Recently I flew to New York for a shooting in Brooklyn. I found something very unique that caught my eyes during the days I spent in the streets of Brooklyn.

I wonder if you ever have the same thoughts like I have sometimes. But for me, 24 hours a day never enough. I am always occupied and I have a never-ending to-do list. Every time when I have this thought that I’m running out of time, I always like try to do the opposite - slow down and see what is happening around me. When you free yourself from the prison of time, relax your irritated mind and live at the moment, you would see the beauty around you.




During my shootings in Brooklyn, we visited the infamous Bushwick Collective. It is one of the biggest urban art exhibitions in New York City. There are more than 50 stunning murals in the area, making it an extraordinary open-air gallery. The founder Joe Ficalora determined to revive the neighbourhood after his father was brutally murdered outside the subway. As he gathered the graffiti artists from all around the world, he transformed his neighbourhood into a vibrant tourist destination. Bushwick Collective is not only Joe Ficalora’s personal fight with his own past, but also a perfect beautification of the neighbourhood that satisfies thousands of street art aficionados.

The more I dug into it, the more I found it fascinating.

I figured that the word “Graffiti “originates from the Italian word “Graffito”, which means little scratch. These little scratches sure have come a long way! Another random fact I’ve found is about the graffiti tagging. You might notice that the tags are usually short, combining a nickname with a number where the digits are often based on the street the tagger lives on, such as Tracy168 and Julio204. This creates an unique tagging convention in the streets of New York.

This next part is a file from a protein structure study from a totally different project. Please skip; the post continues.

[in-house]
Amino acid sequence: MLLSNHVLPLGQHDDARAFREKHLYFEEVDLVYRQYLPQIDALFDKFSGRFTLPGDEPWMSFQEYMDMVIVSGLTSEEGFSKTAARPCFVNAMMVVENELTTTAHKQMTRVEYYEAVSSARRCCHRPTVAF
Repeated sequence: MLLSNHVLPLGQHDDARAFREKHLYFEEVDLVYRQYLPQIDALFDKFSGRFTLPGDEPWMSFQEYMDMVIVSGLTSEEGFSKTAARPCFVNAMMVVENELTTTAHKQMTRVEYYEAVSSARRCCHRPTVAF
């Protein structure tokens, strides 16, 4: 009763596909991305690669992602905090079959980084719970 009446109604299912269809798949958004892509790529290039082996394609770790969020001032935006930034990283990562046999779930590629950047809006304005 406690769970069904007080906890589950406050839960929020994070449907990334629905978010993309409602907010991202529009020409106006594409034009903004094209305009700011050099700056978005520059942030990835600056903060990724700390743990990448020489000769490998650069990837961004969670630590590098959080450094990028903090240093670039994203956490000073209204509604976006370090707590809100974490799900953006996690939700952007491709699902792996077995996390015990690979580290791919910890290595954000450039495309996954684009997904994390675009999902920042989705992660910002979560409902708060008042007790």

Bubble lettering (CREDIT:The Regular Guy NYC)



Bubble lettering (CREDIT:The Regular Guy NYC)


Nowadays, graffiti comes in all shapes and forms. Spray paint and marker pen have become the most commonly used graffiti materials. Yet the most interesting thing is - the very first graffiti in New York was found in the subway trains instead of on the walls of the buildings. It started from bubble lettering and wildstyle, and have gradually developed into all kinds of different styles. And as we can see, the graffiti art has crawled all over the New York throughout the decades and claimed the city its own.



Indeed, graffiti was seen and treated as vandalism in the early days of graffiti history, mainly because it was linked with crime and the police had to put it down. But you know how it is, the more it is forbidden, the more tempting it is to people. By the late 1980’s, with the influence from Europe, it slowly began to be recognised as street art and gain its popularity. Nowadays graffiti is one of the most representative arts of New York and as an integral part of the modern art.



As human beings, we tend to be attracted by aesthetic things. If there is something worth slowing down for in these busy times, it would certainly be beauty itself. It is like the way I enjoyed graffiti in Brooklyn. They just caught my attention when I walked down the street. Graffiti are not just some doodles on the wall. It can be a message from the generation. It can be a voice that haven’t been heard. I have become fond of graffiti because New York City has shed a new light for me. Graffiti are not just dead murals. In fact, they talk to me, they show me the different voices in the world that we living in.

If you are planning to go to New York, the Bushwick Collective is definitely somewhere you should visit!

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